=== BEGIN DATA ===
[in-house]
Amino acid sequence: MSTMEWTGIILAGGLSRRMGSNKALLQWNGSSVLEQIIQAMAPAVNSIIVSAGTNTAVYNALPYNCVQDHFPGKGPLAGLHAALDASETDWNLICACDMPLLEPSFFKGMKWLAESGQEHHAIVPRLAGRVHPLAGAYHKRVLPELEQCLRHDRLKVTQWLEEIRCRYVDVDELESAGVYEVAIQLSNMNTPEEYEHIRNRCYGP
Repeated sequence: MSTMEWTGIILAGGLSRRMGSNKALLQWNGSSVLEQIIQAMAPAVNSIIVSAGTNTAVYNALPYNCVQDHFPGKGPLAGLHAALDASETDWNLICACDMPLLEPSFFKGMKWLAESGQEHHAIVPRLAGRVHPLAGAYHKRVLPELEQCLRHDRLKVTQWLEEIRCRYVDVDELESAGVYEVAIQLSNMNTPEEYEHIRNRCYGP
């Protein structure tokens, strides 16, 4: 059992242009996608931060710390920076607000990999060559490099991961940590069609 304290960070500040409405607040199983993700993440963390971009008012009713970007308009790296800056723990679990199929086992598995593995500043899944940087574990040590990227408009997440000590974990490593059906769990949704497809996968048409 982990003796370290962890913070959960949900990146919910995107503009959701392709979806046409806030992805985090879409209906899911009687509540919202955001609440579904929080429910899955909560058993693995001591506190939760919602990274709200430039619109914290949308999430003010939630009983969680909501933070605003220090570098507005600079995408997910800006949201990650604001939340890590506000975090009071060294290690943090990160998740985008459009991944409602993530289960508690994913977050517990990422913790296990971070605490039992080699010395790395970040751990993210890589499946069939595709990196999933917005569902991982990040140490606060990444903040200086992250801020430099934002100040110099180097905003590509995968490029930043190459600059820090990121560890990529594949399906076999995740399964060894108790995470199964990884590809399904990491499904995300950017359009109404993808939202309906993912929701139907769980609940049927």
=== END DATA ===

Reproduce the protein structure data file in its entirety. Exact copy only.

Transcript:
[in-house]
Amino acid sequence: MSTMEWTGIILAGGLSRRMGSNKALLQWNGSSVLEQIIQAMAPAVNSIIVSAGTNTAVYNALPYNCVQDHFPGKGPLAGLHAALDASETDWNLICACDMPLLEPSFFKGMKWLAESGQEHHAIVPRLAGRVHPLAGAYHKRVLPELEQCLRHDRLKVTQWLEEIRCRYVDVDELESAGVYEVAIQLSNMNTPEEYEHIRNRCYGP
Repeated sequence: MSTMEWTGIILAGGLSRRMGSNKALLQWNGSSVLEQIIQAMAPAVNSIIVSAGTNTAVYNALPYNCVQDHFPGKGPLAGLHAALDASETDWNLICACDMPLLEPSFFKGMKWLAESGQEHHAIVPRLAGRVHPLAGAYHKRVLPELEQCLRHDRLKVTQWLEEIRCRYVDVDELESAGVYEVAIQLSNMNTPEEYEHIRNRCYGP
């Protein structure tokens, strides 16, 4: 059992242009996608931060710390920076607000990999060559490099991961940590069609 304290960070500040409405607040199983993700993440963390971009008012009713970007308009790296800056723990679990199929086992598995593995500043899944940087574990040590990227408009997440000590974990490593059906769990949704497809996968048409 982990003796370290962890913070959960949900990146919910995107503009959701392709979806046409806030992805985090879409209906899911009687509540919202955001609440579904929080429910899955909560058993693995001591506190939760919602990274709200430039619109914290949308999430003010939630009983969680909501933070605003220090570098507005600079995408997910800006949201990650604001939340890590506000975090009071060294290690943090990160998740985008459009991944409602993530289960508690994913977050517990990422913790296990971070605490039992080699010395790395970040751990993210890589499946069939595709990196999933917005569902991982990040140490606060990444903040200086992250801020430099934002100040110099180097905003590509995968490029930043190459600059820090990121560890990529594949399906076999995740399964060894108790995470199964990884590809399904990491499904995300950017359009109404993808939202309906993912929701139907769980609940049927």